Only 15% think that diversity does not have a positive impact on reputation or performance.
A diverse management team may also have a positive impact on recruitment and retention, particularly in fast-moving emerging markets, where attrition rates can be high. If recruits can see that the top echelons of a company include individuals from a similar background, gender or race to them, they will be more likely to consider that their experience will be valued at the top table.
What do companies need to do?
- Put in place talent management programs that encourage diversity of experience — as well as diversity of backgrounds, genders, ages and cultures.
“Mobility is going to be crucial for organizations that want to operate on a global basis,” says Blair. “Those organizations that are running programs where you are rotating people and getting that global experience are going to be at a major advantage.”
Postings to emerging markets, which may once have been regarded as tantamount to being sidelined, must now be seen as a crucial component of the senior manager’s toolkit.
Equally, managers from emerging markets must be given the opportunity to spend time in developed markets as part of a structured career-management program.
A growing number of companies are instituting formal, global programs that give managers experience of different regions in order to prepare them for senior leadership positions.
HSBC, for example, operates an international management program for recent graduates, whereby individuals are given a new assignment every 18 months to two years. Many of the bank’s senior executives have emerged from the ranks of this program.
Greater employee mobility sounds like common sense, but there can often be resistance to it.
A key barrier to wider adoption is that managers will typically want to hang on to good staff rather than see them relocated halfway around the world. This is particularly true in companies that have experienced downsizing and where resources may be stretched.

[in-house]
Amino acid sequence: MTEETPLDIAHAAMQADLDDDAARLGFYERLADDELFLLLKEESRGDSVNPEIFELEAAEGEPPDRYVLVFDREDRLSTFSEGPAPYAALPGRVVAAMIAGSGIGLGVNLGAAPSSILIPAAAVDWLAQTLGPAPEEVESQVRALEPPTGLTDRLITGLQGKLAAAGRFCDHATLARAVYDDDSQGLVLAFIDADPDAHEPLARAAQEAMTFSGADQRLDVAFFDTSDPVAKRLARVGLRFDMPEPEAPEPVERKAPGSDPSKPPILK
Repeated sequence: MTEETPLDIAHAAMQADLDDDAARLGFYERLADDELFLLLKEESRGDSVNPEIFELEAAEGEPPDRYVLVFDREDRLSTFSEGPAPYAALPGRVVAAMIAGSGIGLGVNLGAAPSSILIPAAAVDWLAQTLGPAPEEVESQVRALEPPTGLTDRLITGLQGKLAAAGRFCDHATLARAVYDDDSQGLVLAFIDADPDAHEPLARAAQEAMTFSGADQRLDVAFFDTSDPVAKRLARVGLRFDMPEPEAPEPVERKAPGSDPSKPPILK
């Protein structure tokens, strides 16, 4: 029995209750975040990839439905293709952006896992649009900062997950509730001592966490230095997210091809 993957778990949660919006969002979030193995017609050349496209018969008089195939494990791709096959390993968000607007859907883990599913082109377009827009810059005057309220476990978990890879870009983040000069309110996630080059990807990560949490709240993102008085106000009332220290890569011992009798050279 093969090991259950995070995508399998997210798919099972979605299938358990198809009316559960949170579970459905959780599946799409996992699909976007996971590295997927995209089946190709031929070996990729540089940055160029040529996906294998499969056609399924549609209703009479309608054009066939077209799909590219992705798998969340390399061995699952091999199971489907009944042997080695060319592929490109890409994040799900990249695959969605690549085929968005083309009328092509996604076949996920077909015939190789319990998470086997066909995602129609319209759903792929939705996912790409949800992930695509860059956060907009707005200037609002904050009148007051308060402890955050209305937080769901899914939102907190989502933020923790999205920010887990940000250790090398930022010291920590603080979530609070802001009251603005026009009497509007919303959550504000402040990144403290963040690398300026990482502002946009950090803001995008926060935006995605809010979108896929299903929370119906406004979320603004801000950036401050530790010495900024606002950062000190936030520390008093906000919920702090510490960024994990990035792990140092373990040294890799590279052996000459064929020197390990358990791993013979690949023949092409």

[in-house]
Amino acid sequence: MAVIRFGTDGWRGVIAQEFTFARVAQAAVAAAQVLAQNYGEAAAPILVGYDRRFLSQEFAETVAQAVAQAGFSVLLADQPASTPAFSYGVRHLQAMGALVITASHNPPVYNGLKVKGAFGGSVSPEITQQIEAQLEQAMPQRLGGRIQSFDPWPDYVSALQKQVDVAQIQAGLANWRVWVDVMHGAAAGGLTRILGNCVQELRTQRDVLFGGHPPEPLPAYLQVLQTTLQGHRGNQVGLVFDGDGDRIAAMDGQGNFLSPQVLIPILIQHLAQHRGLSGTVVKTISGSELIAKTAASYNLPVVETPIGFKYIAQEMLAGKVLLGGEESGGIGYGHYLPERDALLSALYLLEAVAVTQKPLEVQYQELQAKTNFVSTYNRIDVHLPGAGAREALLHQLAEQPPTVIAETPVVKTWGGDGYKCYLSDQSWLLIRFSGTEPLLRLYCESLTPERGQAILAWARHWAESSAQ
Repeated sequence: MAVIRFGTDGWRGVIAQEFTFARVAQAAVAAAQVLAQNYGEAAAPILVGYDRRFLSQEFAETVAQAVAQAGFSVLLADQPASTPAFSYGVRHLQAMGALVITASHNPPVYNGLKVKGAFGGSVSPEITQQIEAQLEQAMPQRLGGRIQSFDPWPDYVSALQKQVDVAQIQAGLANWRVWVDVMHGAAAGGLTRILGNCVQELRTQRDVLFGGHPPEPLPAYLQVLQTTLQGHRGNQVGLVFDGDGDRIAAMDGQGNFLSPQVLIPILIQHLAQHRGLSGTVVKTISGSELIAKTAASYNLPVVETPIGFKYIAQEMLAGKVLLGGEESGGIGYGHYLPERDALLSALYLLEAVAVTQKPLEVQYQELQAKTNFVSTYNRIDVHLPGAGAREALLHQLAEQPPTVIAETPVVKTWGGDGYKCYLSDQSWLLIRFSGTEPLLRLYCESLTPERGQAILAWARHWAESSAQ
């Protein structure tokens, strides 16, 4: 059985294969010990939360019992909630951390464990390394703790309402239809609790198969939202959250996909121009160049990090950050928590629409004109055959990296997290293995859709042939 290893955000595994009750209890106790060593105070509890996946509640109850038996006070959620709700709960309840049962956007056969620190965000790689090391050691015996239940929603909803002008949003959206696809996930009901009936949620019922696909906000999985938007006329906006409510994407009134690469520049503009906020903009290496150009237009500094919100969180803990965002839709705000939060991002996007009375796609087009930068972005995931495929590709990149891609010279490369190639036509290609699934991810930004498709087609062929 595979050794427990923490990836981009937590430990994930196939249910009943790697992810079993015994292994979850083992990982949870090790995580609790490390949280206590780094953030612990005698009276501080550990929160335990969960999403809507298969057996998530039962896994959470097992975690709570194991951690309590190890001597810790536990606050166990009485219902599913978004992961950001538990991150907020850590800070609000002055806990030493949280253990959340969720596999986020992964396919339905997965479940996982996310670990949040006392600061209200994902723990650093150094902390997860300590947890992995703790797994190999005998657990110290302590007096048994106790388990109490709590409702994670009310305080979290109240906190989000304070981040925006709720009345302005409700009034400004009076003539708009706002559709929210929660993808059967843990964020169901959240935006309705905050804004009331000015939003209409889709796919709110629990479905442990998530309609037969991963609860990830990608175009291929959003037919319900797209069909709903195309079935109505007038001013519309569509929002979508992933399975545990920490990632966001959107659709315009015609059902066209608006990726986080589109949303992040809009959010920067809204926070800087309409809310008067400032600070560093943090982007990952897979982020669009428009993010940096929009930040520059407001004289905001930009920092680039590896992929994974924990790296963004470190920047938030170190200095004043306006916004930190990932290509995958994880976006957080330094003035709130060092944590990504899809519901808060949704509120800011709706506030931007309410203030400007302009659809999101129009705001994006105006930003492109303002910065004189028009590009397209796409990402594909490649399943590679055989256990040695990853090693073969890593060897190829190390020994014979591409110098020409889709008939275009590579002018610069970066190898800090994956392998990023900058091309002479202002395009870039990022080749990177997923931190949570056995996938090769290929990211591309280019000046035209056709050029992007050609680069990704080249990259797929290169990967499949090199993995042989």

“The desire to hold on to talent is understandable but is short-term thinking,” says Blair. “If you want to survive and prosper as an organization, then you need to nurture talent but be able to move it on a global basis.”
- Make the transition to a new style of leadership
Rather than maintain a command and control mentality, business leaders need to give regional managers the latitude to make decisions locally without constant review from head office.
They also need to be comfortable with the notion that different regions will be operating at different speeds and taking divergent paths to achieve their objectives.
Orchestra vs Jazz band
Navi Radjou, Centre for India & Global Business at Cambridge Judge Business School, draws a parallel with the difference between an orchestra and a jazz band.
Whereas an orchestra follows the lead of a conductor, a jazz band relies much more on improvisation and individual flair to create its own form of harmony. “In a jazz band, there’s a lot of bottom-up experimentation as opposed to top-down management. It’s the same in business. I would say that the leadership style of the future will be more about facilitation than being prescriptive about how employees should act.”
- Get comfortable with multiple perspectives
“Business leaders will have to figure out how to manage multiple viewpoints and perspectives across the company,” says Radjou. “But rather than trying to seek convergence, which is the easy route, companies will need to encourage divergence, because divergence leads to diversity and diversity leads to more innovation. If you want to fight complexity, the answer is not simplicity.”
Cultural, gender and generational diversity
Companies should also bear in mind that diversity has multiple dimensions. As well as maximizing cultural and gender diversity, companies will increasingly need to manage generational diversity, particularly as populations in many markets age.
“By 2020, companies will essentially have workforces made up of three generations,” says Radjou. “Human resources strategies that work for one generation may not be appropriate for another and companies need to recognize those differences if they want to build and retain an effective workforce.”